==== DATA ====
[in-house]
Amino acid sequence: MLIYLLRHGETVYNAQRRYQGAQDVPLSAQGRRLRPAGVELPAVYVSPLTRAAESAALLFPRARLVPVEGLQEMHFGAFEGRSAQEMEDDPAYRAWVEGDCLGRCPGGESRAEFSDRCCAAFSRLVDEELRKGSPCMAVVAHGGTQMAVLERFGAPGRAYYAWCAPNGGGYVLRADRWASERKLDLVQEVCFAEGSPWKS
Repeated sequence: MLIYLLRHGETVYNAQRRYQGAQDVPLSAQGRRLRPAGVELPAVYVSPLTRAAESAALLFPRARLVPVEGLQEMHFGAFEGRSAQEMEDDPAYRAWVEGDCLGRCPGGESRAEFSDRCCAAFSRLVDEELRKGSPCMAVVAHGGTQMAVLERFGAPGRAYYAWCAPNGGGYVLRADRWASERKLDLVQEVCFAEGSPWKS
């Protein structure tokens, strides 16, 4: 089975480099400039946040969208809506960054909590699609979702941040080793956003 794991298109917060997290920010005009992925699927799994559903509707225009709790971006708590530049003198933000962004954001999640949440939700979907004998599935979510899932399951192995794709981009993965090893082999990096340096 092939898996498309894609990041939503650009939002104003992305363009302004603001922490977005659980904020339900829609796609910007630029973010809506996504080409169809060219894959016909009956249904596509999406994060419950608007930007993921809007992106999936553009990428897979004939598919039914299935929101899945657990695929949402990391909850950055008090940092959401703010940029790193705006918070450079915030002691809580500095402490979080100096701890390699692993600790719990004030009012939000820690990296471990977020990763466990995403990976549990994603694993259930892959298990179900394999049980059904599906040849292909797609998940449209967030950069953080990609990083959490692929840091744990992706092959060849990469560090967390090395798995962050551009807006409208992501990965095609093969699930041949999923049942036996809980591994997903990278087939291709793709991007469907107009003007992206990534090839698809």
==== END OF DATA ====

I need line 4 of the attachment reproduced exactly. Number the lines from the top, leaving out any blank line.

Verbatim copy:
């Protein structure tokens, strides 16, 4: 089975480099400039946040969208809506960054909590699609979702941040080793956003 794991298109917060997290920010005009992925699927799994559903509707225009709790971006708590530049003198933000962004954001999640949440939700979907004998599935979510899932399951192995794709981009993965090893082999990096340096 092939898996498309894609990041939503650009939002104003992305363009302004603001922490977005659980904020339900829609796609910007630029973010809506996504080409169809060219894959016909009956249904596509999406994060419950608007930007993921809007992106999936553009990428897979004939598919039914299935929101899945657990695929949402990391909850950055008090940092959401703010940029790193705006918070450079915030002691809580500095402490979080100096701890390699692993600790719990004030009012939000820690990296471990977020990763466990995403990976549990994603694993259930892959298990179900394999049980059904599906040849292909797609998940449209967030950069953080990609990083959490692929840091744990992706092959060849990469560090967390090395798995962050551009807006409208992501990965095609093969699930041949999923049942036996809980591994997903990278087939291709793709991007469907107009003007992206990534090839698809």